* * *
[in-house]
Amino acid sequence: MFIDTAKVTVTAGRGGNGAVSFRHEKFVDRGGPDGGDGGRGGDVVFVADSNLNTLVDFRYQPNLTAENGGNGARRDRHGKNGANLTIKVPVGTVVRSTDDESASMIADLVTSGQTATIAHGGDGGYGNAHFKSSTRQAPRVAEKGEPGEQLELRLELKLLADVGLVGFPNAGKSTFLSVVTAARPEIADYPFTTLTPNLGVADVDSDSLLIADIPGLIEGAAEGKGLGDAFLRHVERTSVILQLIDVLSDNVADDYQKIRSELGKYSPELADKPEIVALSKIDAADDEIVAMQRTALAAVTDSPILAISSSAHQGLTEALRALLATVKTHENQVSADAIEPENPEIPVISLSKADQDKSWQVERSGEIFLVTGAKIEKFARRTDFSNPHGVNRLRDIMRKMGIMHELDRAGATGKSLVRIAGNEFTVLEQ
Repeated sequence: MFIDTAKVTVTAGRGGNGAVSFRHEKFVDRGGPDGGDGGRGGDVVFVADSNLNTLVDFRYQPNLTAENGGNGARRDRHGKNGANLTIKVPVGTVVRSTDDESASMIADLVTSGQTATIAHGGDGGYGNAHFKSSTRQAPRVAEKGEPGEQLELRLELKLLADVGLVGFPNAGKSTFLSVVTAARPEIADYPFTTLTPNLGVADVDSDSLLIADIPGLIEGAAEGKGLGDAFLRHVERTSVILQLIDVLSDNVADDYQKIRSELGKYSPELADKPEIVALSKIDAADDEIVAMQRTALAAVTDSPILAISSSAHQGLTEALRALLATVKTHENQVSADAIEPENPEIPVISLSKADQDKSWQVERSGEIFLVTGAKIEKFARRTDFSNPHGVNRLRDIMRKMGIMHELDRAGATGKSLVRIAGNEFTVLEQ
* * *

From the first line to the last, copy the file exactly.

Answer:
[in-house]
Amino acid sequence: MFIDTAKVTVTAGRGGNGAVSFRHEKFVDRGGPDGGDGGRGGDVVFVADSNLNTLVDFRYQPNLTAENGGNGARRDRHGKNGANLTIKVPVGTVVRSTDDESASMIADLVTSGQTATIAHGGDGGYGNAHFKSSTRQAPRVAEKGEPGEQLELRLELKLLADVGLVGFPNAGKSTFLSVVTAARPEIADYPFTTLTPNLGVADVDSDSLLIADIPGLIEGAAEGKGLGDAFLRHVERTSVILQLIDVLSDNVADDYQKIRSELGKYSPELADKPEIVALSKIDAADDEIVAMQRTALAAVTDSPILAISSSAHQGLTEALRALLATVKTHENQVSADAIEPENPEIPVISLSKADQDKSWQVERSGEIFLVTGAKIEKFARRTDFSNPHGVNRLRDIMRKMGIMHELDRAGATGKSLVRIAGNEFTVLEQ
Repeated sequence: MFIDTAKVTVTAGRGGNGAVSFRHEKFVDRGGPDGGDGGRGGDVVFVADSNLNTLVDFRYQPNLTAENGGNGARRDRHGKNGANLTIKVPVGTVVRSTDDESASMIADLVTSGQTATIAHGGDGGYGNAHFKSSTRQAPRVAEKGEPGEQLELRLELKLLADVGLVGFPNAGKSTFLSVVTAARPEIADYPFTTLTPNLGVADVDSDSLLIADIPGLIEGAAEGKGLGDAFLRHVERTSVILQLIDVLSDNVADDYQKIRSELGKYSPELADKPEIVALSKIDAADDEIVAMQRTALAAVTDSPILAISSSAHQGLTEALRALLATVKTHENQVSADAIEPENPEIPVISLSKADQDKSWQVERSGEIFLVTGAKIEKFARRTDFSNPHGVNRLRDIMRKMGIMHELDRAGATGKSLVRIAGNEFTVLEQ